The more I realized that I wasn’t dealing with my feelings, the more I started to feel them. As difficult as this was, it actually made me feel a little better. At least I wasn’t looking for ways to stuff down my feelings, leaving me in a better place to deal with my swirling emotions. When I started feeling vulnerable, I reached out for help. For me, my help comes from my faith. The more I started to rely on my faith, the better I began to feel. Listening to uplifting music seemed to recharge my battery every morning. I would find myself thinking of the songs throughout the day, helping to replace some of my painful thoughts with positive ones.

We don’t know what the future will hold, but we can stop the “boogey man” of grief from chasing us- by facing him . I’ve realized that I cannot make it through difficult times on my own and I’ve asked for help. Find a rabbi, priest, pastor, support group or close friend you talk too. Don’t be scared by your grief and pain any longer- reach out for the help you need.

Light a Candle: Join the Nation in Remembering Your Baby!

Honoring Your BabyOn October 15, at 7:00 pm in all time zones, families around the United States will light candles in memory all of the precious babies that have been lost during pregnancy or in infancy.  Too many families grieve in silence, sometimes never coming to terms with their loss.

We hope you will join us in this national tribute to create awareness of these tragic infant deaths and provide support to those that are suffering.

Help create a ‘wave’ of light across our nation!
Congressman Tom Latham of Iowa introduced a House Resolution supporting the Goals and Ideals of Pregnancy and Infant Loss Remembrance Day, October 15th, and calling on the President of the United States to issue a proclamation encouraging the American people to honor this special day of remembrance. 
We encourage you to contact your local Congressman’s Washington DC Office and ask him or her to Co-Sponsor House Resolution # 222.  For more information, and to guide you in your efforts, please visit http://www.october15th.com.
 
See more ways to Remember Your Baby adapted from the book, Hope is Like the Sun.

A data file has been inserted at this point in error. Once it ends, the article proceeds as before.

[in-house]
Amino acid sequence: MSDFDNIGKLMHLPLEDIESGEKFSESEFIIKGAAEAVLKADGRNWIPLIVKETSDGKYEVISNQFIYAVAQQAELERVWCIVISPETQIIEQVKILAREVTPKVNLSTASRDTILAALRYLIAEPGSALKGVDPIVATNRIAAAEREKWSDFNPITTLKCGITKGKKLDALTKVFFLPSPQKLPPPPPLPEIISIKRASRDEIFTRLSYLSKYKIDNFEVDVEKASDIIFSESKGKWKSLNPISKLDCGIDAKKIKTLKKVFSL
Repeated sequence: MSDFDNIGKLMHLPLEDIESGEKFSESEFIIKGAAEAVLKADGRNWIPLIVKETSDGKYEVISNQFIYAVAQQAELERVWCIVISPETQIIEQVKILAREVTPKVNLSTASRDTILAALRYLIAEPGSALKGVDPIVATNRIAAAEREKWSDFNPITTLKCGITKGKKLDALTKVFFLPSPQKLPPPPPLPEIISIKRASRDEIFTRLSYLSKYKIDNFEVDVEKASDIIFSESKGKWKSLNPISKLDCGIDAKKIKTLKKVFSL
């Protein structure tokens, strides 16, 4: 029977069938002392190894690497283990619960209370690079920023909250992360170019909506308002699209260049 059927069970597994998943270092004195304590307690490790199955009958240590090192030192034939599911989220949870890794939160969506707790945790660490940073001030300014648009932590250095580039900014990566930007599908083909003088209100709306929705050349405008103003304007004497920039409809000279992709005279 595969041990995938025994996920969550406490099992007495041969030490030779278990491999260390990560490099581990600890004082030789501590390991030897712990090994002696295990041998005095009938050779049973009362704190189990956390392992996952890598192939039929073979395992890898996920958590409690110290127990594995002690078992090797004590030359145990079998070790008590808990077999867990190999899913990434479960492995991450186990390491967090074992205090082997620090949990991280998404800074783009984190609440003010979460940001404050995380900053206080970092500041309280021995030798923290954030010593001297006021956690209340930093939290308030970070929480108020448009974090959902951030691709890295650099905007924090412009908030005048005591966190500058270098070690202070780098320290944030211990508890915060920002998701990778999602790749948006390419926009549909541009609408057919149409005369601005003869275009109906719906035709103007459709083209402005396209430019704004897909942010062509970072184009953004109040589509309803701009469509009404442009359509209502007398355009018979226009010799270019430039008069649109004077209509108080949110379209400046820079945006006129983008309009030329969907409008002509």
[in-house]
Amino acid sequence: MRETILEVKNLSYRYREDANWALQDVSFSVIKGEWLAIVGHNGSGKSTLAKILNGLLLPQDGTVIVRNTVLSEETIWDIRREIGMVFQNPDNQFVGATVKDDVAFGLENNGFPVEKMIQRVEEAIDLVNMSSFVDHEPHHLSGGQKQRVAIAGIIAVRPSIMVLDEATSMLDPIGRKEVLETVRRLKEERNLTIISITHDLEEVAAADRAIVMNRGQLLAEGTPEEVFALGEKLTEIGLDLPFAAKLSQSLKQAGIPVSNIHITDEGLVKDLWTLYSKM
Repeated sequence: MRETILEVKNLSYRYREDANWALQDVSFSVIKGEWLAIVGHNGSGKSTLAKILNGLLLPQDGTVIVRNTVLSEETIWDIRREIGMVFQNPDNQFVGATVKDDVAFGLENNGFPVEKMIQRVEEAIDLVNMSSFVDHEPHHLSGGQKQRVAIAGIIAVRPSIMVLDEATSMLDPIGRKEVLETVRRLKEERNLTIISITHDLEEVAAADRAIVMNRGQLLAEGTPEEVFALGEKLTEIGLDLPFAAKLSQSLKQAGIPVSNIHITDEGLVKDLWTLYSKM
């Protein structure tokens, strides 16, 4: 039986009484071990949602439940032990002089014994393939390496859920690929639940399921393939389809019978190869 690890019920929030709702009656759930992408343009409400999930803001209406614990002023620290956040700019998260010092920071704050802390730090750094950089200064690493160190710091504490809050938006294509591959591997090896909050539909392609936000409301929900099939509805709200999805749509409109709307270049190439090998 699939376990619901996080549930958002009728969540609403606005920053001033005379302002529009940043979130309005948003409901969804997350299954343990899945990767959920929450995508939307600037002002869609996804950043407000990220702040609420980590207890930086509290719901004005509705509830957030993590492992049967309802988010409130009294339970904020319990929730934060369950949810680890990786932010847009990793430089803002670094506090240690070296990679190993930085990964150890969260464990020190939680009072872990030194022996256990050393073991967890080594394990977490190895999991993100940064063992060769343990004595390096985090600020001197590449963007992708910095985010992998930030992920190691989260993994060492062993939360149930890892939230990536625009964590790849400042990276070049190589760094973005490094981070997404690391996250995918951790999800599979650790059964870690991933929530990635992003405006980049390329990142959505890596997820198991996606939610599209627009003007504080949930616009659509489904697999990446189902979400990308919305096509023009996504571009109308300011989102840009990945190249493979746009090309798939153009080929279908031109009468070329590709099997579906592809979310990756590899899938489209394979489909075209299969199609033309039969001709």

We run this article each October to keep our readers informed on this important, annual event.

October is Pregnancy Loss Awareness Month

October is Pregnancy Loss Awareness Month

October is Pregnancy Loss Awareness Month

In 1988 President Ronald Reagan declared October as Pregnancy and Infant Loss Awareness Month. Unfortunately, the President had a very personal experience with infant loss during his first marriage, when his newborn baby died just 7 hours after birth.

Many states have declared October 15th as Pregnancy and Infant Loss Awareness Day, but remembrance and events are seen throughout this important month.

What do this mean to you? Awareness Month is a simple way to open the door to conversations about your feelings and your baby. You may want to talk to your family, friends, your community or maybe your spouse or significant other about your child who died.

Wearing a pink and blue Pregnancy Loss Awareness Ribbon during October, or anytime, is a great way to increase awareness and honor your baby. You can buy a Pregnancy Loss Awareness Pin by visiting StockPins.com. The pins are well-made, inexpensive and arrive in a few business days.

Pregnancy Loss Awareness Ribbons can be handmade with pink and blue ribbon or purchased. The pins should be worn on the left-hand side just above your heart- where your baby already lives.

We post this information each year to share this very important event.

How to Help a Loved One Who is Battling Addiction

HopeXchange is proud to welcome guest blogger Bethany Hatton. Bethany, a retired librarian with 32 years of experience, created PreventAddiction.info after her oldest grandson became addicted to opioids. Though she discovered there is no guaranteed way to prevent addiction; she was able to find many helpful resources that can keep the public up to date on the latest prevention, addiction, and recovery information.

Photo via Pixabay by Free-Photos

Photo via Pixabay by Free-Photos

Millions of Americans suffer with addiction to substances, and unfortunately, it can be an extremely difficult behavior to break free of. Some individuals rely on substances to help them get through tough emotional times, while others have undiagnosed mental health disorders that can seem minimized by drug abuse, although in reality, substances only make things worse.

It can be disheartening and even scary to watch someone you care about descend into substance abuse, in part because it’s so hard to know how to help without pushing them away. However, it’s imperative to reach out if you believe a loved one is engaging in harmful abuse of a substance. ADrugRehab.org points out, “Addiction is tricky and calculating, and it’s the only disease that can take more than one person down with it, if it is left unchallenged. Addiction dramatically alters the lives of not just the addicted person, but of everyone within his or her vicinity, namely family and friends.”

Here are a few of the best tips on how to help someone who is addicted to drugs or alcohol.

Do some research